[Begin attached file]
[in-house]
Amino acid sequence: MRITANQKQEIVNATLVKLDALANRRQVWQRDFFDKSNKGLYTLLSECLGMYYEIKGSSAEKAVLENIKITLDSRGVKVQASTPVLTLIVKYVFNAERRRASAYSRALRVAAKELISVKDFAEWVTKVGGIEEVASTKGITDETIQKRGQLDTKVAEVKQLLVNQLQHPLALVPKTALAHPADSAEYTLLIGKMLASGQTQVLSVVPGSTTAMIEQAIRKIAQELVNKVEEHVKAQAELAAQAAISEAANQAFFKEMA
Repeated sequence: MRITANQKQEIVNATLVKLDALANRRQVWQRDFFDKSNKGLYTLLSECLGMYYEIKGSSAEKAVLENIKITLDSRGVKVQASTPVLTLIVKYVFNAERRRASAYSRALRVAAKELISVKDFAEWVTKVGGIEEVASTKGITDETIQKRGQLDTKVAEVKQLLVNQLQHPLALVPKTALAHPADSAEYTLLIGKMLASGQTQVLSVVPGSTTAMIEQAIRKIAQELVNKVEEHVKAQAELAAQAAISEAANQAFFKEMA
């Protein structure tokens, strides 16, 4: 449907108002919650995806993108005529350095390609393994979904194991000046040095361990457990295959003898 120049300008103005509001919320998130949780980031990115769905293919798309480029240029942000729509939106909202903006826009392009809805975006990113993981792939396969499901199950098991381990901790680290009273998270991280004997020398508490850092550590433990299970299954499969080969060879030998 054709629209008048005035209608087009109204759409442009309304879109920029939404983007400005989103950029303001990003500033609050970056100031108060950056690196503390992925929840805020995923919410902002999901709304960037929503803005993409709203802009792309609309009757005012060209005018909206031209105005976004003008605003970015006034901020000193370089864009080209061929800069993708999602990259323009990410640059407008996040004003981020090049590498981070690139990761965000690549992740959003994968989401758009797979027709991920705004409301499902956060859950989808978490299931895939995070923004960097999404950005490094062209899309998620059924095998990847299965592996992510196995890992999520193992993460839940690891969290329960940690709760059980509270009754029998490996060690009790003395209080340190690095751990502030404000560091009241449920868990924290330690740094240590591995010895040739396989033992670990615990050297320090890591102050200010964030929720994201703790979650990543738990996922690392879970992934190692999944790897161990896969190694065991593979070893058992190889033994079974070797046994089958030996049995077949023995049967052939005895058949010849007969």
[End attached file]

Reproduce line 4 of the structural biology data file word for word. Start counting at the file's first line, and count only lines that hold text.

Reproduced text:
């Protein structure tokens, strides 16, 4: 449907108002919650995806993108005529350095390609393994979904194991000046040095361990457990295959003898 120049300008103005509001919320998130949780980031990115769905293919798309480029240029942000729509939106909202903006826009392009809805975006990113993981792939396969499901199950098991381990901790680290009273998270991280004997020398508490850092550590433990299970299954499969080969060879030998 054709629209008048005035209608087009109204759409442009309304879109920029939404983007400005989103950029303001990003500033609050970056100031108060950056690196503390992925929840805020995923919410902002999901709304960037929503803005993409709203802009792309609309009757005012060209005018909206031209105005976004003008605003970015006034901020000193370089864009080209061929800069993708999602990259323009990410640059407008996040004003981020090049590498981070690139990761965000690549992740959003994968989401758009797979027709991920705004409301499902956060859950989808978490299931895939995070923004960097999404950005490094062209899309998620059924095998990847299965592996992510196995890992999520193992993460839940690891969290329960940690709760059980509270009754029998490996060690009790003395209080340190690095751990502030404000560091009241449920868990924290330690740094240590591995010895040739396989033992670990615990050297320090890591102050200010964030929720994201703790979650990543738990996922690392879970992934190692999944790897161990896969190694065991593979070893058992190889033994079974070797046994089958030996049995077949023995049967052939005895058949010849007969």